As parents sipped local brews from AARP cozies, kids ran around with Mardi Gras beads and pendants displaying the Twin Cities Jazz Festival logo.
On June 23, the first evening of the three-day festival, everything was running smoothly at Mears Park in downtown St. Paul. A cool breeze blew, dogs were well behaved and no children had fallen into the park’s river — yet.
Craig Eichhorn has been curating the festival since its inception. He assures that the festival is a walk in the park for everyone else. For him, it’s more like a sprint. On a single day at the festival, Eichhorn puts over 34,000 steps on his pedometer.
“You’ve doubly surpassed your goal,” his body monitoring watch reminded him.
Eichhorn has a pretty good idea of why the festival works so well.
“It’s just because of the people that are working on it all year long. Everyone’s really passionate about it, and it’s important to them. St. Paul is very gracious. The parks are beautiful, and you feel at home while you’re there,” Eichhorn said.
The festival is a nonprofit organization, so sponsors and donations are crucial. Behind the stage, a number of local sponsors had set up tents, with abundant amounts of festoons and information sign-up sheets.
Headlining on Thursday at Mears Park was the Joey Alexander Trio. Members of the trio include Grammy-nominated Joey Alexander on piano, Dan Chmielinski on bass and Ulysses Owens Jr. on drums.
Lots of buzz surrounded Thursday’s headliner, but not for the normal celebrity reasons — Alexander is, as of Saturday, 13 years old.
Dressed in a gray sports coat and hunched over his piano, Alexander’s fingers flew. He played both covers and original compositions in a new-school style, pausing every once in a while to coyly address the audience. His raw, musical bravado is not like his soft-spoken voice, however.
While Alexander will eventually settle into a genre — and likely dominate it — he is still finding a groove for himself. As for now, he thrives on stage.
Throughout the entire performance, Owens never stopped smiling. He looked at Alexander in awe of what he was witnessing, harnessing the energy in his own performance.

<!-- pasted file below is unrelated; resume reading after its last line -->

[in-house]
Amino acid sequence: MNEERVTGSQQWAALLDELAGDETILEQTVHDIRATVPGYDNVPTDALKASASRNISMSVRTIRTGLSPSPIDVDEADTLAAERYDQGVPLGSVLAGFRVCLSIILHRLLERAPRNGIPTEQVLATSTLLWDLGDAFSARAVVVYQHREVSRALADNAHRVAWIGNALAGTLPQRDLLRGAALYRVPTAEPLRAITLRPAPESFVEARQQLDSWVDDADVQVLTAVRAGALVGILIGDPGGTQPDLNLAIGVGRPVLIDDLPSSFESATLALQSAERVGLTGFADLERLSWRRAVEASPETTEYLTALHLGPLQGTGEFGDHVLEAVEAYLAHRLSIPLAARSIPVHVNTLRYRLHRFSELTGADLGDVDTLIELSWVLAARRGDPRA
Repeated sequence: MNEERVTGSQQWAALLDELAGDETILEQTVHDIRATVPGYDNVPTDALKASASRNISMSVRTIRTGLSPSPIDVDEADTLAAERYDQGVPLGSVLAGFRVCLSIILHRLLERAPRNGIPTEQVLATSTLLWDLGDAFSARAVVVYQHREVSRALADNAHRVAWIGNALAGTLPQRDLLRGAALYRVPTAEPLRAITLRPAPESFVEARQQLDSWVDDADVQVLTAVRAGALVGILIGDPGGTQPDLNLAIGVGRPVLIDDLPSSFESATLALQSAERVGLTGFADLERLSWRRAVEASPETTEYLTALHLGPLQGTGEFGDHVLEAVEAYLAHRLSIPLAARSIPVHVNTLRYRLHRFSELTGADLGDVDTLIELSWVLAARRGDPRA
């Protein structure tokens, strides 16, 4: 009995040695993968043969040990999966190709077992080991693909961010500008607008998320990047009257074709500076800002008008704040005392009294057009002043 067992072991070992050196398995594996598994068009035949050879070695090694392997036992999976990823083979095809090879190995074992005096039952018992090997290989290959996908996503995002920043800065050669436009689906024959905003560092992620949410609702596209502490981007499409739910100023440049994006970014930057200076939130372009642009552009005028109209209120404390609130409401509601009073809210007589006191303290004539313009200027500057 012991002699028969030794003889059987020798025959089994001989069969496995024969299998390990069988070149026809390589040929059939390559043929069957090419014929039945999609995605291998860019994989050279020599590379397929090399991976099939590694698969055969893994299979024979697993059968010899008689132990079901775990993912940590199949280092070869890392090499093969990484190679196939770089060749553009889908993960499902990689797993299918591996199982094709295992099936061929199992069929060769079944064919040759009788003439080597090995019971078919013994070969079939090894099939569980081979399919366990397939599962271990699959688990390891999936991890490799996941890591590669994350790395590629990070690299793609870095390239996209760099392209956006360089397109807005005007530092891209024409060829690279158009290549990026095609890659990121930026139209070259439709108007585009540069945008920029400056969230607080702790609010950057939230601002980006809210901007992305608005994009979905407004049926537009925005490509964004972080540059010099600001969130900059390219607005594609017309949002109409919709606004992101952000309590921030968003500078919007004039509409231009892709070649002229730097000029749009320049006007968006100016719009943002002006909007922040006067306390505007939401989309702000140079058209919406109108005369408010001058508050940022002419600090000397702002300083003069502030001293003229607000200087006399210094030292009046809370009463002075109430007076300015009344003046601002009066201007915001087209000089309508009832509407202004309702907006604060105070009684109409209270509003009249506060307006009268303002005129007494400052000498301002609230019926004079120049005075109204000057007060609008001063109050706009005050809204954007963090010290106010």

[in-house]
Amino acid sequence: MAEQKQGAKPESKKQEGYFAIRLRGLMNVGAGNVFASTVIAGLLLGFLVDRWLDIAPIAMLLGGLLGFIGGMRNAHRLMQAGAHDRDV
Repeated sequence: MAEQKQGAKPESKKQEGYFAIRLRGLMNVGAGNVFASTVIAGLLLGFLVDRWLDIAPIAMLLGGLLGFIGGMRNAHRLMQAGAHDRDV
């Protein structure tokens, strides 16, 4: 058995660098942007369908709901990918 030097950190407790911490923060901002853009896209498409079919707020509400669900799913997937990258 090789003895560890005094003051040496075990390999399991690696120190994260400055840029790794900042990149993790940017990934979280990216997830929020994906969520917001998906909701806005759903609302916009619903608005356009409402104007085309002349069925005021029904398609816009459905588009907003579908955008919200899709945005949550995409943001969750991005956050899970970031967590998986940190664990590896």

Upon standing up between his partners for a bow, Alexander was dwarfed. The audience was once again reminded of Alexander’s age, but it didn’t matter. After an encore, he was offered a standing ovation.
“I’m so happy to be here for the first time. Thank you,” Alexander said.
After the show, attendees were urged to explore the other Jazz Festival events in the coming days, including a jam session later in the night.
“Check out our road map to happiness — the Jazz Festival program,” someone on stage said.
After the show, Alexander stood backstage signing autographs. Chmielinski and Owens chatted with fans as well.
“You were just as fun to watch as [Alexander]; I hope you know that,” a fan said to Chmielinski. He accepted the comment graciously.
Chmielinski is young to be so far in his career as well — at 21 years old, he is still a student at Julliard. He has known Alexander for two years, and they have been playing together a little over a year.
The group showed up in the Cities Thursday afternoon and headed to the St. Paul Grill for some walleye — a Minnesota specialty, they were told. They came to the festival early to see Ellis Marsalis before taking the stage.
When asked how it is to play with Alexander, Chmielinski smiled.
“We play off of his energy,” he said.